“You need to send the audience signals that this is the scale we’re working on and you have to listen closely and you’ll be rewarded,” Odenkirk said. “If the film was louder or faster or more hyperactive you wouldn’t be able to do the subtle, small things. But when I’m telling my family or anybody about it, I have to keep saying, ‘It’s really funny,’ cause when you tell them it’s in black and white they think they’re going to get some kind of science lecture.”

Often filmmakers working in a comedic gray area must be aware of audience expectations. On the relationship dramedy “Enough Said,” director Nicole Holofcener was careful with how she used her Golden-Globe nominated star, Julia Louis-Dreyfus, who is best known for playing Elaine in “Seinfeld.”

“Julia and I would work on what was too broad,” Holofcener said. “We were always kind of measuring it. There’s the ‘Seinfeld’ version, now what is our version? We tried so many different ways to find what felt real.”

On “August: Osage County,” Wells tackled a different set of assumptions in adapting a darkly humorous, Oklahoma-set play that had been loved and admired by its audience of live theatergoers but would be unknown to most at the multiplex.

“My worry when we started testing the film was that people wouldn’t understand it was a comedy,” Wells said. “The setting itself was so austere.”

Wells said after testing the film he decided to lengthen certain scenes, such as one in which Kansas City native Chris Cooper delivers a long, meandering grace at a dinner table, so that every line could be heard over the audience’s laughter.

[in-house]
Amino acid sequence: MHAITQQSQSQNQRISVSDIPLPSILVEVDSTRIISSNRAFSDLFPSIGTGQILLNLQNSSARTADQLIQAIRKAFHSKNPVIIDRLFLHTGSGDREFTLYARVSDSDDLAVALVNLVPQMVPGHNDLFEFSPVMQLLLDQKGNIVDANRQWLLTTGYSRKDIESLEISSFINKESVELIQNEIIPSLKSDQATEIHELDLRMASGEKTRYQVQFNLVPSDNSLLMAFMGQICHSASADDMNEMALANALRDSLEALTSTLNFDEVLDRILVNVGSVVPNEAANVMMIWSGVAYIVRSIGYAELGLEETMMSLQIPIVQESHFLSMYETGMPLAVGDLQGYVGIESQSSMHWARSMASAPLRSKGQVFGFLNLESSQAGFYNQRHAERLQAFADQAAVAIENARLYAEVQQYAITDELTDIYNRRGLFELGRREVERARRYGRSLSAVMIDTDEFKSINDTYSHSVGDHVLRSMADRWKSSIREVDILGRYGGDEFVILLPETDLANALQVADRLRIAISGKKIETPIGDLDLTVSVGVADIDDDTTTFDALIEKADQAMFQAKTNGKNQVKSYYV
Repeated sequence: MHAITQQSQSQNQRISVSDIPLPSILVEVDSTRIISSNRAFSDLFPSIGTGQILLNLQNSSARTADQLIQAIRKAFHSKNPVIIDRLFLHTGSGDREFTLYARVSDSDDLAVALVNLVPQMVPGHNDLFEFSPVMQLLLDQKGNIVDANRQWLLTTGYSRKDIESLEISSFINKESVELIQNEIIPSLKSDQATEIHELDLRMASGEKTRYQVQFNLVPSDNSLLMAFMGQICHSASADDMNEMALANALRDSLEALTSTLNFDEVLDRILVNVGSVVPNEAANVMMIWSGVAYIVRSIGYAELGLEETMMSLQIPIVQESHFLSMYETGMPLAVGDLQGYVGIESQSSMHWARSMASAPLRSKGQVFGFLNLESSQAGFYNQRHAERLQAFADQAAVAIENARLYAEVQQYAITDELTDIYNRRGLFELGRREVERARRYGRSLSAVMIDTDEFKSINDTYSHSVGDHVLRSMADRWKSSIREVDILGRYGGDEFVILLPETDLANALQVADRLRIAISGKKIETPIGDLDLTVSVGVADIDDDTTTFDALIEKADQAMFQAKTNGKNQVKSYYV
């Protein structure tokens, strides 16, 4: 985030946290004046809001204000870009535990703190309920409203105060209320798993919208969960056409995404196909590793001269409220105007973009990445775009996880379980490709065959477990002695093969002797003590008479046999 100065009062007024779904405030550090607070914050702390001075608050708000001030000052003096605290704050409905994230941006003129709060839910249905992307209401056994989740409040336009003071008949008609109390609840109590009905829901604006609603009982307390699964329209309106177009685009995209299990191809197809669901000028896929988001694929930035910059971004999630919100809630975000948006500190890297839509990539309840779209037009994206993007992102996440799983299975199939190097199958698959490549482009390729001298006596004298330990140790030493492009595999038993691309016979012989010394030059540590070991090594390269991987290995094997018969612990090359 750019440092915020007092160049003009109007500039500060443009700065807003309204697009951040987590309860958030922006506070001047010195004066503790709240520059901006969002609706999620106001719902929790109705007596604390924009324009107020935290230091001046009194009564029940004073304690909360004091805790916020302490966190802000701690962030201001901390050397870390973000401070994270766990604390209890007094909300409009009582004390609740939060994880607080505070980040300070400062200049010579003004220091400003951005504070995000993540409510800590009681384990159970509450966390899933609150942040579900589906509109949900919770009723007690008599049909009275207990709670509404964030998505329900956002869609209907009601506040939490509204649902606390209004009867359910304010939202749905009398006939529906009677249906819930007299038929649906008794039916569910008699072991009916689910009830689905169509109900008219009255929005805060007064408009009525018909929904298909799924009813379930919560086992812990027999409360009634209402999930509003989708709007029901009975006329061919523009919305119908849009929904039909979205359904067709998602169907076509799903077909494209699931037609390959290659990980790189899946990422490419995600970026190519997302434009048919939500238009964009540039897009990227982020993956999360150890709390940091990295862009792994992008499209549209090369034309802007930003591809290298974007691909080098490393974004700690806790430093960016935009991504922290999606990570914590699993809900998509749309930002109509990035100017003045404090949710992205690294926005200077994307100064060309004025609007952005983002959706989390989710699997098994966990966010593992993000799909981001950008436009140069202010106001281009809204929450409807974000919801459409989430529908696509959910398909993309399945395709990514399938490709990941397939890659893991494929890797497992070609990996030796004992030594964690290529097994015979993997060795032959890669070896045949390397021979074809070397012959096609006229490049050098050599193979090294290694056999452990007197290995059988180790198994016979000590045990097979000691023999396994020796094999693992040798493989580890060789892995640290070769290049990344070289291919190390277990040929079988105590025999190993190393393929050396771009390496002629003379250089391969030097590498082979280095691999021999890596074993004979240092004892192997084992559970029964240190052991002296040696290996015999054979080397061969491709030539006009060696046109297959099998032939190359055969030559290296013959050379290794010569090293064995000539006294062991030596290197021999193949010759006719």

“You want people to know they have permission to laugh,” Wells said.

“Most people do not live their lives in a state of earnest dramatic contemplation of how dark our lives are. When you’re talking about a family in crisis, the humor is what gets you through.”

The big movie nominees


“12 Years a Slave,” “Captain Phillips,” “Gravity,” “Philomena,” “Rush.”

Musical or Comedy:

“American Hustle,” “Her,” “Inside Llewyn Davis,” “Nebraska,” “The Wolf of Wall Street.”

Actor, drama:

Chiwetel Ejiofor, “12 Years a Slave”; Idris Elba, “Mandela: Long Walk to Freedom”; Tom Hanks, “Captain Phillips”; Matthew McConaughey, “Dallas Buyers Club”; Robert Redford, “All Is Lost.”

Actress, drama:

Cate Blanchett, “Blue Jasmine”; Sandra Bullock, “Gravity”; Judi Dench, “Philomena”; Emma Thompson, “Saving Mr. Banks”; Kate Winslet, “Labor Day.”


Alfonso Cuaron, “Gravity”; Paul Greengrass, “Captain Phillips”; Steve McQueen, “12 Years a Slave”; Alexander Payne, “Nebraska”; David O. Russell, “American Hustle.”

Actor, musical or comedy:

Christian Bale, “American Hustle”; Bruce Dern, “Nebraska”; Leonardo DiCaprio, “The Wolf of Wall Street”; Joaquin Phoenix, “Her.”

Actress, musical or comedy: Amy Adams, “American Hustle”; Julie Delpy, “Before Midnight”; Greta Gerwig, “Frances Ha”; Julia Louis-Dreyfus, “Enough Said”; Meryl Streep, “August: Osage County.”


Join the discussion

is pleased to provide this opportunity to share information, experiences and observations about what's in the news. Some of the comments may be reprinted elsewhere in the site or in the newspaper. We encourage lively, open debate on the issues of the day, and ask that you refrain from profanity, hate speech, personal comments and remarks that are off point. Thank you for taking the time to offer your thoughts.

Commenting FAQs | Terms of Service